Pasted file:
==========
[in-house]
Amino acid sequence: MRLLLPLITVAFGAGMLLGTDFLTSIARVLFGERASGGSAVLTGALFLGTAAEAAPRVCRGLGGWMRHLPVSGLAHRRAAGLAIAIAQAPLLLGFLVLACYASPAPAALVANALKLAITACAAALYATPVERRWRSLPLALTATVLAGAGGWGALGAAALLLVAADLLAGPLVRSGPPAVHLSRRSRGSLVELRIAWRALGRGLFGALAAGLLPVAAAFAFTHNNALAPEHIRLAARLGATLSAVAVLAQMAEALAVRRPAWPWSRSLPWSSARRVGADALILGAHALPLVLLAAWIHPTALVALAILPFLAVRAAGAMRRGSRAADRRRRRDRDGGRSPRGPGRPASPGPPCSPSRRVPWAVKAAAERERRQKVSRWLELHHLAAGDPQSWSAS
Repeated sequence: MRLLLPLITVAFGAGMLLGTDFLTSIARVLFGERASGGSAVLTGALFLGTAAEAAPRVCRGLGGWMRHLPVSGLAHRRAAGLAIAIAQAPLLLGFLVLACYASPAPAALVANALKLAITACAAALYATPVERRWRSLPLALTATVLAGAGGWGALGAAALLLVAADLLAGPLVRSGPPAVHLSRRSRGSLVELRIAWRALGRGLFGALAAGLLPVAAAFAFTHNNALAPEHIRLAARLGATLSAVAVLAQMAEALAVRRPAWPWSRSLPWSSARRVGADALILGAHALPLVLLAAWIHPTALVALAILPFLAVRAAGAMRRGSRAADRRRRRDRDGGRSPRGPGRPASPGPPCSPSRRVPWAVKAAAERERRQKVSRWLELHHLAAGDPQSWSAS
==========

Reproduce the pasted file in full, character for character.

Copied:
[in-house]
Amino acid sequence: MRLLLPLITVAFGAGMLLGTDFLTSIARVLFGERASGGSAVLTGALFLGTAAEAAPRVCRGLGGWMRHLPVSGLAHRRAAGLAIAIAQAPLLLGFLVLACYASPAPAALVANALKLAITACAAALYATPVERRWRSLPLALTATVLAGAGGWGALGAAALLLVAADLLAGPLVRSGPPAVHLSRRSRGSLVELRIAWRALGRGLFGALAAGLLPVAAAFAFTHNNALAPEHIRLAARLGATLSAVAVLAQMAEALAVRRPAWPWSRSLPWSSARRVGADALILGAHALPLVLLAAWIHPTALVALAILPFLAVRAAGAMRRGSRAADRRRRRDRDGGRSPRGPGRPASPGPPCSPSRRVPWAVKAAAERERRQKVSRWLELHHLAAGDPQSWSAS
Repeated sequence: MRLLLPLITVAFGAGMLLGTDFLTSIARVLFGERASGGSAVLTGALFLGTAAEAAPRVCRGLGGWMRHLPVSGLAHRRAAGLAIAIAQAPLLLGFLVLACYASPAPAALVANALKLAITACAAALYATPVERRWRSLPLALTATVLAGAGGWGALGAAALLLVAADLLAGPLVRSGPPAVHLSRRSRGSLVELRIAWRALGRGLFGALAAGLLPVAAAFAFTHNNALAPEHIRLAARLGATLSAVAVLAQMAEALAVRRPAWPWSRSLPWSSARRVGADALILGAHALPLVLLAAWIHPTALVALAILPFLAVRAAGAMRRGSRAADRRRRRDRDGGRSPRGPGRPASPGPPCSPSRRVPWAVKAAAERERRQKVSRWLELHHLAAGDPQSWSAS